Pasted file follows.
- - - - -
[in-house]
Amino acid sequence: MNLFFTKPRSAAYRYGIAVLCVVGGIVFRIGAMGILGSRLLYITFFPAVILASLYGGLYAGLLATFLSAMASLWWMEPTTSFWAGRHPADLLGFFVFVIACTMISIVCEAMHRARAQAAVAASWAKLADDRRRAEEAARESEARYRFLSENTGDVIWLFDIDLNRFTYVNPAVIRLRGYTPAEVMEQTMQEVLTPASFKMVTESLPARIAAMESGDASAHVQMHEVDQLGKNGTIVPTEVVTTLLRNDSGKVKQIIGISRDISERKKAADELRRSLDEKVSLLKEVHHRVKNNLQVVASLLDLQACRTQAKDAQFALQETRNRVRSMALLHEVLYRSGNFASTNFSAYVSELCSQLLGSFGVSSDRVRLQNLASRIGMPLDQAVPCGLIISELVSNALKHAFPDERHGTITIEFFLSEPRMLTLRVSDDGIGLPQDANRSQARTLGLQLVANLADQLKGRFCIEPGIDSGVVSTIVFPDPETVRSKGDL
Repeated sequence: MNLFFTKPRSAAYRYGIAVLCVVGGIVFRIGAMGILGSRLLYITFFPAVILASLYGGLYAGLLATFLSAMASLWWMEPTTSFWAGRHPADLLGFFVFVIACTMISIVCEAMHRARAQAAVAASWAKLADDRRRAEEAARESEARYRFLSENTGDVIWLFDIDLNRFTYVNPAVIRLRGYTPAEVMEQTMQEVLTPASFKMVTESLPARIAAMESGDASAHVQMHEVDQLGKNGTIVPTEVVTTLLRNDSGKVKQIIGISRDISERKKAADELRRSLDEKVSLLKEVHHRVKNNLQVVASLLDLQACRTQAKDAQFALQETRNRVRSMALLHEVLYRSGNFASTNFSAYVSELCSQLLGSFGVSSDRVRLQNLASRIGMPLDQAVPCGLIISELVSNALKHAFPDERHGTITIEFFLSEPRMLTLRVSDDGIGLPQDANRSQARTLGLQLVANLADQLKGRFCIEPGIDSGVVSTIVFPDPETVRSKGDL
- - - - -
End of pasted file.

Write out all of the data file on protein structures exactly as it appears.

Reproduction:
[in-house]
Amino acid sequence: MNLFFTKPRSAAYRYGIAVLCVVGGIVFRIGAMGILGSRLLYITFFPAVILASLYGGLYAGLLATFLSAMASLWWMEPTTSFWAGRHPADLLGFFVFVIACTMISIVCEAMHRARAQAAVAASWAKLADDRRRAEEAARESEARYRFLSENTGDVIWLFDIDLNRFTYVNPAVIRLRGYTPAEVMEQTMQEVLTPASFKMVTESLPARIAAMESGDASAHVQMHEVDQLGKNGTIVPTEVVTTLLRNDSGKVKQIIGISRDISERKKAADELRRSLDEKVSLLKEVHHRVKNNLQVVASLLDLQACRTQAKDAQFALQETRNRVRSMALLHEVLYRSGNFASTNFSAYVSELCSQLLGSFGVSSDRVRLQNLASRIGMPLDQAVPCGLIISELVSNALKHAFPDERHGTITIEFFLSEPRMLTLRVSDDGIGLPQDANRSQARTLGLQLVANLADQLKGRFCIEPGIDSGVVSTIVFPDPETVRSKGDL
Repeated sequence: MNLFFTKPRSAAYRYGIAVLCVVGGIVFRIGAMGILGSRLLYITFFPAVILASLYGGLYAGLLATFLSAMASLWWMEPTTSFWAGRHPADLLGFFVFVIACTMISIVCEAMHRARAQAAVAASWAKLADDRRRAEEAARESEARYRFLSENTGDVIWLFDIDLNRFTYVNPAVIRLRGYTPAEVMEQTMQEVLTPASFKMVTESLPARIAAMESGDASAHVQMHEVDQLGKNGTIVPTEVVTTLLRNDSGKVKQIIGISRDISERKKAADELRRSLDEKVSLLKEVHHRVKNNLQVVASLLDLQACRTQAKDAQFALQETRNRVRSMALLHEVLYRSGNFASTNFSAYVSELCSQLLGSFGVSSDRVRLQNLASRIGMPLDQAVPCGLIISELVSNALKHAFPDERHGTITIEFFLSEPRMLTLRVSDDGIGLPQDANRSQARTLGLQLVANLADQLKGRFCIEPGIDSGVVSTIVFPDPETVRSKGDL